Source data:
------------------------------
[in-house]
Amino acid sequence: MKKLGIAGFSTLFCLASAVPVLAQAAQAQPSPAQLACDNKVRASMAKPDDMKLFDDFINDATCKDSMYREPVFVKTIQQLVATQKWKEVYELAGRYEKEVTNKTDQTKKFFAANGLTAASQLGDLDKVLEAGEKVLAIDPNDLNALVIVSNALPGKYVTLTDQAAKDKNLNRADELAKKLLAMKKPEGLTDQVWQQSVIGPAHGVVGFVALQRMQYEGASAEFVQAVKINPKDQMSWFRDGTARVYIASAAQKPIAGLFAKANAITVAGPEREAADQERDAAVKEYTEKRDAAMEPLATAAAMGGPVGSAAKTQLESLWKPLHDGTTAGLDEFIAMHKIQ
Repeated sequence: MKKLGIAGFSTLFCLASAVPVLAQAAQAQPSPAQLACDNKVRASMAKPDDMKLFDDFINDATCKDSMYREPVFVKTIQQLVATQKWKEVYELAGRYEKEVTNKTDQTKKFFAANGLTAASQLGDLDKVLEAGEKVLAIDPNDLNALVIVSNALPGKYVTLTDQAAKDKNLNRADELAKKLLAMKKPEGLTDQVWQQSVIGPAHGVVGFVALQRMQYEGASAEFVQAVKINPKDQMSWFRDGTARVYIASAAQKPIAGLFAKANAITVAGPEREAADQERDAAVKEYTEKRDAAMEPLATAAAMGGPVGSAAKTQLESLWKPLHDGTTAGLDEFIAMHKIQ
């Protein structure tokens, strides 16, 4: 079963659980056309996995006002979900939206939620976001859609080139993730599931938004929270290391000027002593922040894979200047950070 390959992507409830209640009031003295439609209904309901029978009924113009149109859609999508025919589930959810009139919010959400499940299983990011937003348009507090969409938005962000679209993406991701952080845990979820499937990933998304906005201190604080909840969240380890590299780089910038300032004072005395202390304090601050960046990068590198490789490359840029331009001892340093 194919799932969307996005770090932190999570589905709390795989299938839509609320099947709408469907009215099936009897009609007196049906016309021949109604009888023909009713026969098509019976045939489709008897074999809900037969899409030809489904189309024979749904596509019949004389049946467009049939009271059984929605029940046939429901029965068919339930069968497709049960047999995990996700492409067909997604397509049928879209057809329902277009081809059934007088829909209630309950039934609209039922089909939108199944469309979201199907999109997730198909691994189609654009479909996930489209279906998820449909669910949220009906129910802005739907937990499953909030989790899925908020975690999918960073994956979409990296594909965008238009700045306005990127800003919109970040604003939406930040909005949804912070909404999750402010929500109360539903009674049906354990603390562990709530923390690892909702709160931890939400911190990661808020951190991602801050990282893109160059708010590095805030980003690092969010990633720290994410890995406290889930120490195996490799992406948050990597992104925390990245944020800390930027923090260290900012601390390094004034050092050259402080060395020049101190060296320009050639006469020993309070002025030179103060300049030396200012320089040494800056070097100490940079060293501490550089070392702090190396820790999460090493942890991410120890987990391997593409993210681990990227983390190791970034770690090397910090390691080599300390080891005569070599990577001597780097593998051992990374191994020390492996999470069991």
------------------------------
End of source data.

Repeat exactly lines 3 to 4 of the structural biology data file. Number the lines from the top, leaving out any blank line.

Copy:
Repeated sequence: MKKLGIAGFSTLFCLASAVPVLAQAAQAQPSPAQLACDNKVRASMAKPDDMKLFDDFINDATCKDSMYREPVFVKTIQQLVATQKWKEVYELAGRYEKEVTNKTDQTKKFFAANGLTAASQLGDLDKVLEAGEKVLAIDPNDLNALVIVSNALPGKYVTLTDQAAKDKNLNRADELAKKLLAMKKPEGLTDQVWQQSVIGPAHGVVGFVALQRMQYEGASAEFVQAVKINPKDQMSWFRDGTARVYIASAAQKPIAGLFAKANAITVAGPEREAADQERDAAVKEYTEKRDAAMEPLATAAAMGGPVGSAAKTQLESLWKPLHDGTTAGLDEFIAMHKIQ
């Protein structure tokens, strides 16, 4: 079963659980056309996995006002979900939206939620976001859609080139993730599931938004929270290391000027002593922040894979200047950070 390959992507409830209640009031003295439609209904309901029978009924113009149109859609999508025919589930959810009139919010959400499940299983990011937003348009507090969409938005962000679209993406991701952080845990979820499937990933998304906005201190604080909840969240380890590299780089910038300032004072005395202390304090601050960046990068590198490789490359840029331009001892340093 194919799932969307996005770090932190999570589905709390795989299938839509609320099947709408469907009215099936009897009609007196049906016309021949109604009888023909009713026969098509019976045939489709008897074999809900037969899409030809489904189309024979749904596509019949004389049946467009049939009271059984929605029940046939429901029965068919339930069968497709049960047999995990996700492409067909997604397509049928879209057809329902277009081809059934007088829909209630309950039934609209039922089909939108199944469309979201199907999109997730198909691994189609654009479909996930489209279906998820449909669910949220009906129910802005739907937990499953909030989790899925908020975690999918960073994956979409990296594909965008238009700045306005990127800003919109970040604003939406930040909005949804912070909404999750402010929500109360539903009674049906354990603390562990709530923390690892909702709160931890939400911190990661808020951190991602801050990282893109160059708010590095805030980003690092969010990633720290994410890995406290889930120490195996490799992406948050990597992104925390990245944020800390930027923090260290900012601390390094004034050092050259402080060395020049101190060296320009050639006469020993309070002025030179103060300049030396200012320089040494800056070097100490940079060293501490550089070392702090190396820790999460090493942890991410120890987990391997593409993210681990990227983390190791970034770690090397910090390691080599300390080891005569070599990577001597780097593998051992990374191994020390492996999470069991």